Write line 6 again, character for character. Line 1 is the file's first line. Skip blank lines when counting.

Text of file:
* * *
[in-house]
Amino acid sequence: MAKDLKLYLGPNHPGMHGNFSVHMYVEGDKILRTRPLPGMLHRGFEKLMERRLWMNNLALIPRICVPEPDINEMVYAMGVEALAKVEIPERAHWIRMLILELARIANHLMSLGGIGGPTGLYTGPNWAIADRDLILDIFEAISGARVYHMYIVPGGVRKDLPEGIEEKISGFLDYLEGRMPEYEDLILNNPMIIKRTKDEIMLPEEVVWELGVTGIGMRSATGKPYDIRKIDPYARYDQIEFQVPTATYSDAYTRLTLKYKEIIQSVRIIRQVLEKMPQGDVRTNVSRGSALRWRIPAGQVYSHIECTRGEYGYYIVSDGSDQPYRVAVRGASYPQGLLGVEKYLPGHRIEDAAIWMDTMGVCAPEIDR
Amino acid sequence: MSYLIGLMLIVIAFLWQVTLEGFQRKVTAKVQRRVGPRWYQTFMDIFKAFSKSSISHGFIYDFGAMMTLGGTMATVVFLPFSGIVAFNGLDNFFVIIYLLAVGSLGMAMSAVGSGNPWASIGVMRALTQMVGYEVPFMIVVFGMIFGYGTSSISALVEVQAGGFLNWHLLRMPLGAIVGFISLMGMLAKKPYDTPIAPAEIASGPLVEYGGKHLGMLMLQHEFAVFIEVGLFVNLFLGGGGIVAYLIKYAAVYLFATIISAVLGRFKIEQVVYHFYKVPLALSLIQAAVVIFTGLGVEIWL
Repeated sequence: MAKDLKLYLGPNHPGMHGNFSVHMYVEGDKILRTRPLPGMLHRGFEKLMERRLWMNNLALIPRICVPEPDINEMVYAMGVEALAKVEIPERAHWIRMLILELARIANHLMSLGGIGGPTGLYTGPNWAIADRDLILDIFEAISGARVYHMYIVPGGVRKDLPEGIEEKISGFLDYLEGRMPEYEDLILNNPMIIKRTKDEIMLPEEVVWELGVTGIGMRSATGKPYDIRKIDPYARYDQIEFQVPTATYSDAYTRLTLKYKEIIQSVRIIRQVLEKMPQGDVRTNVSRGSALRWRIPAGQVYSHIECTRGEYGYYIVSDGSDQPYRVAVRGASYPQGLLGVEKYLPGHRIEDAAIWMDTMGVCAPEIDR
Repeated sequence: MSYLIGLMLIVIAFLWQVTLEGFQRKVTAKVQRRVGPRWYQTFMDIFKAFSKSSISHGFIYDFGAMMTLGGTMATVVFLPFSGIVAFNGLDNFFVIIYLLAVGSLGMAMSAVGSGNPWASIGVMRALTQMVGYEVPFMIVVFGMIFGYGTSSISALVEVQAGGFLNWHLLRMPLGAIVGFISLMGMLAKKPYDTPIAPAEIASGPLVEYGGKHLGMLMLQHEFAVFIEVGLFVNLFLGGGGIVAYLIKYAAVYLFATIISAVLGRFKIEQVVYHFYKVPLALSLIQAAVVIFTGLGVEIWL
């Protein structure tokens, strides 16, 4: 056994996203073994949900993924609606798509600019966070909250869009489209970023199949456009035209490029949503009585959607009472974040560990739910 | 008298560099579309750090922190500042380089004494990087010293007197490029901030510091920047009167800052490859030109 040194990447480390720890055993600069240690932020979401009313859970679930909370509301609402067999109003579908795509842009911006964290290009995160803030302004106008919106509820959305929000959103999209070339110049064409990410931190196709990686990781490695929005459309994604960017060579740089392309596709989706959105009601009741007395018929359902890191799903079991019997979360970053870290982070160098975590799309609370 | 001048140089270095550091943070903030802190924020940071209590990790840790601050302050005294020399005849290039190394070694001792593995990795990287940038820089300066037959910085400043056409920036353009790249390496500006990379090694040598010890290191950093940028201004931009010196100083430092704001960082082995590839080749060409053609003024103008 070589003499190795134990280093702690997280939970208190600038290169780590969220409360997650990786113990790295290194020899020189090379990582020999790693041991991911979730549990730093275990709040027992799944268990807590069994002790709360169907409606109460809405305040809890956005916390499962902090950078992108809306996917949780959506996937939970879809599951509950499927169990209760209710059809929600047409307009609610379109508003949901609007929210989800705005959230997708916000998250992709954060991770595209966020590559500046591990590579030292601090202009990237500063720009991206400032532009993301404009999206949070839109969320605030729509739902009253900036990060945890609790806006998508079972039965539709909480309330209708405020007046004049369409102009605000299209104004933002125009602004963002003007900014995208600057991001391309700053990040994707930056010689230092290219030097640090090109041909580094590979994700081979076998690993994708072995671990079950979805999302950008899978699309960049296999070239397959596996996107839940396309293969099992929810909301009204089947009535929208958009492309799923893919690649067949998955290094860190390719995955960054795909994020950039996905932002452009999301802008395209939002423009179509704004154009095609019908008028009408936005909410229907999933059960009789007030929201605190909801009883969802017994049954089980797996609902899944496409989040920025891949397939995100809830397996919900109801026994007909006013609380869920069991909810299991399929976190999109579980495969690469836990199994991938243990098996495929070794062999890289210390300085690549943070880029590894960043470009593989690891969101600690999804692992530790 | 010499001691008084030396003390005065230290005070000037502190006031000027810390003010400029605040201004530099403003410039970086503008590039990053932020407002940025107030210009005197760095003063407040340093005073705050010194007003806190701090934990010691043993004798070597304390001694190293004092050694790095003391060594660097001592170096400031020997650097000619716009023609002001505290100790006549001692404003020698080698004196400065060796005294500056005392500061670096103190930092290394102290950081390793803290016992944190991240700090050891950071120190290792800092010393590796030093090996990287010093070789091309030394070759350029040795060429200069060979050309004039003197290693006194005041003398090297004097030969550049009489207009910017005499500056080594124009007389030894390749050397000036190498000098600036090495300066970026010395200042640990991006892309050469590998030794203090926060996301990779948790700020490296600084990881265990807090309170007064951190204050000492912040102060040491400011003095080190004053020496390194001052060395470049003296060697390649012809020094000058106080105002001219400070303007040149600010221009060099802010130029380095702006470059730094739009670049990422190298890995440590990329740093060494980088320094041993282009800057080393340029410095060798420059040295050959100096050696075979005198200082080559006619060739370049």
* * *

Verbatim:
């Protein structure tokens, strides 16, 4: 056994996203073994949900993924609606798509600019966070909250869009489209970023199949456009035209490029949503009585959607009472974040560990739910 | 008298560099579309750090922190500042380089004494990087010293007197490029901030510091920047009167800052490859030109 040194990447480390720890055993600069240690932020979401009313859970679930909370509301609402067999109003579908795509842009911006964290290009995160803030302004106008919106509820959305929000959103999209070339110049064409990410931190196709990686990781490695929005459309994604960017060579740089392309596709989706959105009601009741007395018929359902890191799903079991019997979360970053870290982070160098975590799309609370 | 001048140089270095550091943070903030802190924020940071209590990790840790601050302050005294020399005849290039190394070694001792593995990795990287940038820089300066037959910085400043056409920036353009790249390496500006990379090694040598010890290191950093940028201004931009010196100083430092704001960082082995590839080749060409053609003024103008 070589003499190795134990280093702690997280939970208190600038290169780590969220409360997650990786113990790295290194020899020189090379990582020999790693041991991911979730549990730093275990709040027992799944268990807590069994002790709360169907409606109460809405305040809890956005916390499962902090950078992108809306996917949780959506996937939970879809599951509950499927169990209760209710059809929600047409307009609610379109508003949901609007929210989800705005959230997708916000998250992709954060991770595209966020590559500046591990590579030292601090202009990237500063720009991206400032532009993301404009999206949070839109969320605030729509739902009253900036990060945890609790806006998508079972039965539709909480309330209708405020007046004049369409102009605000299209104004933002125009602004963002003007900014995208600057991001391309700053990040994707930056010689230092290219030097640090090109041909580094590979994700081979076998690993994708072995671990079950979805999302950008899978699309960049296999070239397959596996996107839940396309293969099992929810909301009204089947009535929208958009492309799923893919690649067949998955290094860190390719995955960054795909994020950039996905932002452009999301802008395209939002423009179509704004154009095609019908008028009408936005909410229907999933059960009789007030929201605190909801009883969802017994049954089980797996609902899944496409989040920025891949397939995100809830397996919900109801026994007909006013609380869920069991909810299991399929976190999109579980495969690469836990199994991938243990098996495929070794062999890289210390300085690549943070880029590894960043470009593989690891969101600690999804692992530790 | 010499001691008084030396003390005065230290005070000037502190006031000027810390003010400029605040201004530099403003410039970086503008590039990053932020407002940025107030210009005197760095003063407040340093005073705050010194007003806190701090934990010691043993004798070597304390001694190293004092050694790095003391060594660097001592170096400031020997650097000619716009023609002001505290100790006549001692404003020698080698004196400065060796005294500056005392500061670096103190930092290394102290950081390793803290016992944190991240700090050891950071120190290792800092010393590796030093090996990287010093070789091309030394070759350029040795060429200069060979050309004039003197290693006194005041003398090297004097030969550049009489207009910017005499500056080594124009007389030894390749050397000036190498000098600036090495300066970026010395200042640990991006892309050469590998030794203090926060996301990779948790700020490296600084990881265990807090309170007064951190204050000492912040102060040491400011003095080190004053020496390194001052060395470049003296060697390649012809020094000058106080105002001219400070303007040149600010221009060099802010130029380095702006470059730094739009670049990422190298890995440590990329740093060494980088320094041993282009800057080393340029410095060798420059040295050959100096050696075979005198200082080559006619060739370049």